edit

Permissions Framework in CiviCRM

Introduction

CiviCRM has a number of permissions that are able to be set through the relevant permissions page of your Content Management System. These are the primary way CiviCRM controls what parts of the application users are able to see. For example, accessing the "Scheduled Reminders" screen in CiviCRM requires the permission of Administer CiviCRM at least. Permissions are also there to control access to various entities such as contacts. There are generally 2 permissions Access All Contacts and Edit All Contacts. Users which have those permissions will be able to see and possibly edit all contacts.

Key Permissions

As mentioned in the introduction there are some crucial permissions to get heads around

  • Administer CiviCRM - This is a very broad permission and generally speaking is designed to grant access to any administrative parts of CiviCRM
  • Edit All Contacts, View All Contacts - This grants access to all contacts within the database for editing purposes
  • Access All Customdata - This grants the user access to view and edit all the custom data in the system.
  • Access X - These permissions are for each core module e.g. CiviContribute CiviEvent. Where X will be the title of that module. These permissions grant access to those areas of CiviCRM. These permissions will only show up if the modules are enabled.

Implementing Permissions logic

When in an extension you create a page or form there will be an XML routing file that will be needed to register your path, within the XML document you can put in a key of access_arguments This allows developers to specify what should be the default permissions that are needed to access this url. It should be noted if you want to specify an "OR" condition e.g. "Administer CiviCRM or Access CiviEvent" you need to put it as xml<access_arguments>Administer CiviCRM;Access CiviEvent</access_arguments>. If you want to do an "AND" i.e. the user needs both permissions you should change the ; for a , in that example.

Permissions are also implemented within run functions of pages. Normally pages have permissions associated with the various forms and links. The main way this is done is by looking at the function getIdAndAction in CRM\Core\Page\Basic.php This determines what action e.g. Update, Browse, Delete etc and checks if the user has permission do to that Action.

Another function that does similar work but is more useful is CRM_Core_Permission::checkActionPermission. This generally gets used in BAO functions when preparing a list of links.

When you write code, you can look at CRM_Core_Permission::check to see if the user holds the required permissions.

API Permissions

Depending on how the API is called, it is either called with a check_permissions flag turned off or turned on. When it is turned off, it will run the API without checking if the user has the necessary permissions to perform the action needed. If you turn check_permissions on then there will be tests done. By default code in CLI tools e.g. drush or WP-cli or within core code or extension code that is done at run time, the default in CiviCRM APIv3 is that the check_permissions flag is turned off. If you call the CiviCRM API through the rest interface then by default the check_permissions flag will be turned on. The permissions needed to make various API calls are defined in CRM_Core_Permission::getEntityActionPermissions()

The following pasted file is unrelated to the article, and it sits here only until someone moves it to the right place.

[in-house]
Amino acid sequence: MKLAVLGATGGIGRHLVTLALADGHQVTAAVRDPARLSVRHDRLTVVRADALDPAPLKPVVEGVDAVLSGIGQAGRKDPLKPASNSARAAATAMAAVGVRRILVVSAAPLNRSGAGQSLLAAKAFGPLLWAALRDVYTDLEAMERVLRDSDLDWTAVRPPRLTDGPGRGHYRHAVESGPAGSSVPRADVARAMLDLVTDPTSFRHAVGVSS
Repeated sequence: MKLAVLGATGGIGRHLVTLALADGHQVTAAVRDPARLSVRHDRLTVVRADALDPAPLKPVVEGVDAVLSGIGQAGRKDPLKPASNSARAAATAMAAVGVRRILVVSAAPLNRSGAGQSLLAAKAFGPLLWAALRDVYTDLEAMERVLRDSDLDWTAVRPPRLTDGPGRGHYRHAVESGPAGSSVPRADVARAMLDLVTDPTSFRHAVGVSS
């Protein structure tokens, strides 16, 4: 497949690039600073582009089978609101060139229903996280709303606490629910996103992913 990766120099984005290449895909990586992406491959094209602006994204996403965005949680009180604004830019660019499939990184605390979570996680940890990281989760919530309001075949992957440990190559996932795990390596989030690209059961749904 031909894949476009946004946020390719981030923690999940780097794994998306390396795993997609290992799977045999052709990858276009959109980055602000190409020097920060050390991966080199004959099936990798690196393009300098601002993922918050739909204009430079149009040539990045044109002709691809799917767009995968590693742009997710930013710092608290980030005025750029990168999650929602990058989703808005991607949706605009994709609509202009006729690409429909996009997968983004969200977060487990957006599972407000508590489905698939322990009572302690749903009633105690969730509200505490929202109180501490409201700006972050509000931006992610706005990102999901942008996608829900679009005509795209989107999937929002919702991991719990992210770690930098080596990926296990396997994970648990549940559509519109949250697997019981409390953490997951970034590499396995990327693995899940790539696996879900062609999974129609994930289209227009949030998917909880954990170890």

Extending and Implementing Permission Structure

In an extension, authors have a wide ability to implement the same permissions structure as in CiviCRM Core but also to extend in a number of ways.

Implementing Permissions in extensions

hook_civicrm_navigationMenu allows for extension providers to define new menu items and the associated permissions to that menu item. However this does not specifically grant access to the end point just decides whether the menu item or not is visible to the user based on the permissions of that user.

To implement access to a specific url that you are creating as part of your extension. Extension authors should create a MyExtension.xml file in MyExtension/xml/Menu/. This file should be structure like the core menu XML files and this will determine the permissions to actually access the page not just whether a user can see the menu item or not.

Extending Permissions

If you want to add a permission to the list in the CMS, you can implement hook_civicrm_permission. Here, you can specify new permissions that will then be available to select within the CMS permissions.

Altering API Permissions

If you want to alter the permissions the API uses during its permissions check, you can implement the hook_civicrm_alterAPIPermissions. Note that you should be very careful when altering any permissions because they may have unintended consequences.